Pemphigus vulgaris (PV) is an autoimmune disease of the skin and mouth (mucous membrane). Auto-antibodies attack molecules that essentially hold the skin cells together, causing them to separate and resulting in blisters. Pemphigus vulgaris is characterized by multiple lesions or blisters that do not heal, or that recur and spread to larger portions of the body and about 80% of the cases first exhibit symptoms in the mouth, and the mouth may be the only site of lesions.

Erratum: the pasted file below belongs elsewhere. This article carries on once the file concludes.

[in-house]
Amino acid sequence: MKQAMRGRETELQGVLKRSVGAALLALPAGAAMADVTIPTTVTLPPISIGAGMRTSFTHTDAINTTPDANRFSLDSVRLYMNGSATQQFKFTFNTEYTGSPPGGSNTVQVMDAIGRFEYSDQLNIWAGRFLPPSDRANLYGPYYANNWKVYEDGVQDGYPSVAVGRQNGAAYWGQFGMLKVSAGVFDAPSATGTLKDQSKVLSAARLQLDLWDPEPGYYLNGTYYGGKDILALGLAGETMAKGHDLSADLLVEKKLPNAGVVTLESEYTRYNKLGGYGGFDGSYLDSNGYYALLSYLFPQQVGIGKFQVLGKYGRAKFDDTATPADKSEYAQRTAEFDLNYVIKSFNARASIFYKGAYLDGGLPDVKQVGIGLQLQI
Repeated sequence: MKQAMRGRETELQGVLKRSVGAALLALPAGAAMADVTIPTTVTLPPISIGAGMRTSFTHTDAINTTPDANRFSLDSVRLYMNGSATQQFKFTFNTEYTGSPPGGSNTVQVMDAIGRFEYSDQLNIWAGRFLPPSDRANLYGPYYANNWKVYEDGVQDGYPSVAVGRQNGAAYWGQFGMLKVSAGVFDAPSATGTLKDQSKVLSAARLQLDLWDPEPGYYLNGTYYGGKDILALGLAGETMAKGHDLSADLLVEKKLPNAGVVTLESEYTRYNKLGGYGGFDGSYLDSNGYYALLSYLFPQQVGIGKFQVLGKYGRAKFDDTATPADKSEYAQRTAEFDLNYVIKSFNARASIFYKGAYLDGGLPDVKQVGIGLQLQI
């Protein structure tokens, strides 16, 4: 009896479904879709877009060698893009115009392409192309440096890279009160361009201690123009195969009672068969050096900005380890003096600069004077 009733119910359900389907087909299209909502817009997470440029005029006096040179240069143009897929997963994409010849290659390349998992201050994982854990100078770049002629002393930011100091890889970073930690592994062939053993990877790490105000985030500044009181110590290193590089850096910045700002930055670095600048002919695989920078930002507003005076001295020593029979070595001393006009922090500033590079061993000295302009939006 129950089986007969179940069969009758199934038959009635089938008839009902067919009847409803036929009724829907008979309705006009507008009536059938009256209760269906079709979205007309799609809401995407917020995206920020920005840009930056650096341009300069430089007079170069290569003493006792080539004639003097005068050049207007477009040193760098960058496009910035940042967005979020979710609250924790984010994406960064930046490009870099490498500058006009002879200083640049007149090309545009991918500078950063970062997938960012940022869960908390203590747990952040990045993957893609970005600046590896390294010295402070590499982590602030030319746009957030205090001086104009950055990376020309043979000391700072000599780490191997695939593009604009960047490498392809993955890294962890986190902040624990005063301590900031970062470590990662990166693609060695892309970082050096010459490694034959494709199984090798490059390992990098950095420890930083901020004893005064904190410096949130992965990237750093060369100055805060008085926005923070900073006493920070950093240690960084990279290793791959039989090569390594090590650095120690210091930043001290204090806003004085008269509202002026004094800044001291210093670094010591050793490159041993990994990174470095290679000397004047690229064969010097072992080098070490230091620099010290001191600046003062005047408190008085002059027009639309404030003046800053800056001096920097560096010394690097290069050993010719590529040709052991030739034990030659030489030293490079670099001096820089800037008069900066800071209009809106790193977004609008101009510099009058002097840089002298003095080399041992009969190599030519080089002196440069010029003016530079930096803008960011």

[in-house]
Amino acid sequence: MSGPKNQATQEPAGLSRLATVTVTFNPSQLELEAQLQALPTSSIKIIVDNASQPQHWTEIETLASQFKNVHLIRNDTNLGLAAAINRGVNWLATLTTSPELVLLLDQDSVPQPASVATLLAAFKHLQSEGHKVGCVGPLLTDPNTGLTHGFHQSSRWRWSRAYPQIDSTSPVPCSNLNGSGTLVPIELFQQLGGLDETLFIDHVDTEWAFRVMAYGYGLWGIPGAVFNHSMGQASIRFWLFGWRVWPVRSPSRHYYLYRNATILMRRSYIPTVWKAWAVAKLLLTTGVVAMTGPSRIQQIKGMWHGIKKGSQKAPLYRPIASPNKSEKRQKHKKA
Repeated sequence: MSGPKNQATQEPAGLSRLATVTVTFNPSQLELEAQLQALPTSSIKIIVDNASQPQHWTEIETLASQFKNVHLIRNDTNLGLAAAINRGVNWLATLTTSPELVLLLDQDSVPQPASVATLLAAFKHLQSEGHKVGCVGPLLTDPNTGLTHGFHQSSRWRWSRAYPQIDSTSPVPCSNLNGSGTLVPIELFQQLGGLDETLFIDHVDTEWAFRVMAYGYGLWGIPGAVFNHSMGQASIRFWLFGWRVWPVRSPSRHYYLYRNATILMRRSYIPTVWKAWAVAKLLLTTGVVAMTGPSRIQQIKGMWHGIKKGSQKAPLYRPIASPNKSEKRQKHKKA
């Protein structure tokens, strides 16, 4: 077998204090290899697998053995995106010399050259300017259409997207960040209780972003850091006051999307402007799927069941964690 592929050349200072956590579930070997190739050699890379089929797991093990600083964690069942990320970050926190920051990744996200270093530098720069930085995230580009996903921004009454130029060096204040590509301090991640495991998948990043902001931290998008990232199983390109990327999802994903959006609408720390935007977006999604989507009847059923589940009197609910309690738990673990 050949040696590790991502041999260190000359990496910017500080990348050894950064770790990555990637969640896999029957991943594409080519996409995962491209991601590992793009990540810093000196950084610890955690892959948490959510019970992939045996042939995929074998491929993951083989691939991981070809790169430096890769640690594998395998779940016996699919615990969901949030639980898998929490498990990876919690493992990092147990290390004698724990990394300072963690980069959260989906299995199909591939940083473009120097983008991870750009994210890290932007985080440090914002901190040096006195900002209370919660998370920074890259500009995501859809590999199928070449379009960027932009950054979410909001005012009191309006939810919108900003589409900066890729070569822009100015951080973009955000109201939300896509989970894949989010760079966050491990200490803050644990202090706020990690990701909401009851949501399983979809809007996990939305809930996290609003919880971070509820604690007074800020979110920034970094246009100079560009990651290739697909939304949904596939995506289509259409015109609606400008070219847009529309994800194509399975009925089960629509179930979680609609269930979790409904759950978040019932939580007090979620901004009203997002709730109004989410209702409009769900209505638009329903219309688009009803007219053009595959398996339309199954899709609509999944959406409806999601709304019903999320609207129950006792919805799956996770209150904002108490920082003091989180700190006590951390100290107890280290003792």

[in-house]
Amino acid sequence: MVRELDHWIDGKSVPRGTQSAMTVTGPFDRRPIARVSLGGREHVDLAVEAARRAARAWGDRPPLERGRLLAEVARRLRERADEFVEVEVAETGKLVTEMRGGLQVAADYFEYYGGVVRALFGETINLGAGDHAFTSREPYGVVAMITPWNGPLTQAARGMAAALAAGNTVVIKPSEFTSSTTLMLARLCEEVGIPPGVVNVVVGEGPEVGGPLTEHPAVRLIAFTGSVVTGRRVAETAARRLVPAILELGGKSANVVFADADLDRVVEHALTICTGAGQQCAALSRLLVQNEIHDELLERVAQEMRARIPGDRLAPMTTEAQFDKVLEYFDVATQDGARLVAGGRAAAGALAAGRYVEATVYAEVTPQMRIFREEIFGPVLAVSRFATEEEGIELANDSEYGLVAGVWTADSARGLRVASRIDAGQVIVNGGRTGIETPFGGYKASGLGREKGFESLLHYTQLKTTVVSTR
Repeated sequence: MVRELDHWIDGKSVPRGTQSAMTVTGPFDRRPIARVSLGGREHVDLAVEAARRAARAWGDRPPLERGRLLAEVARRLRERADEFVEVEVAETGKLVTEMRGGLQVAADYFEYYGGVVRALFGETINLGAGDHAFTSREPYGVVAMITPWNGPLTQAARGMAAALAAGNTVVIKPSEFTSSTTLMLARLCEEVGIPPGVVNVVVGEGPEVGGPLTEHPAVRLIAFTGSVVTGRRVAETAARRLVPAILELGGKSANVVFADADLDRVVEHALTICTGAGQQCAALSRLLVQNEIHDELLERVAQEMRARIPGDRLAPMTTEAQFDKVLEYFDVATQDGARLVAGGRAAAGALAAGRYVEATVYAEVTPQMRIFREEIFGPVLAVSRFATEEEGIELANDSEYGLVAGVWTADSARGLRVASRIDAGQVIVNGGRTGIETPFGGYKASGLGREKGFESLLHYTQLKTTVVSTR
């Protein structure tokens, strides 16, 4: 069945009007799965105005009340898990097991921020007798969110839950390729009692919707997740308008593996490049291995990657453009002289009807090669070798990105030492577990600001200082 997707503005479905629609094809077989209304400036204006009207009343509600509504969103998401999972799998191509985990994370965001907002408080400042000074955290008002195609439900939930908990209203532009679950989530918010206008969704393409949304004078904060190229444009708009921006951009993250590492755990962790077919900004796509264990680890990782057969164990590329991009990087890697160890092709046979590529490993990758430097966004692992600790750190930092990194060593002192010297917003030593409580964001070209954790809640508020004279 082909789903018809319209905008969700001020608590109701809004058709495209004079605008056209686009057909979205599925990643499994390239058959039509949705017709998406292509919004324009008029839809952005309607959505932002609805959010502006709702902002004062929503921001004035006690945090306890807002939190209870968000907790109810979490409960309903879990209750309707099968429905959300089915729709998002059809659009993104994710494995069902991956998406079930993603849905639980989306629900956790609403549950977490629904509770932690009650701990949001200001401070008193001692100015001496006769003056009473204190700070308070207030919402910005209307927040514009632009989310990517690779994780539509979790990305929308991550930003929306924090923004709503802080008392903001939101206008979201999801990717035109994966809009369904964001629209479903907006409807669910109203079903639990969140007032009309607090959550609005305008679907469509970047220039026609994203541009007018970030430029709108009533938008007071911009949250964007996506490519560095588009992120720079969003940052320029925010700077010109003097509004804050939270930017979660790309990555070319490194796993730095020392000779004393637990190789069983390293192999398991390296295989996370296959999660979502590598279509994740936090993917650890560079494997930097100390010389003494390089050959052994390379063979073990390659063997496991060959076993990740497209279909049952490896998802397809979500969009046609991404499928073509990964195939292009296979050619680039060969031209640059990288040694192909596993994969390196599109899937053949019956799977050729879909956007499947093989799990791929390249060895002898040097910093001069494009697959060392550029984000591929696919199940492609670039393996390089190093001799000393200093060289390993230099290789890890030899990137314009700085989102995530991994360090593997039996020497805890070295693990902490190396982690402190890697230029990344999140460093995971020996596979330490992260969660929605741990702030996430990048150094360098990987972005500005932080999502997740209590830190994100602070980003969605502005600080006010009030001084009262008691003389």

Typically, those with pemphigus vulgaris will have multiple ulcers that persist for weeks to months. Blistering may be accompanied by severe pain, itching, burning, and stinging and if extensive, blistering can lead to life-threatening fluid loss, infection, and disfigurement. Fatalities from pemphigus vulgaris are extremely unlikely in the United States; however, timeliness of treatment is critical.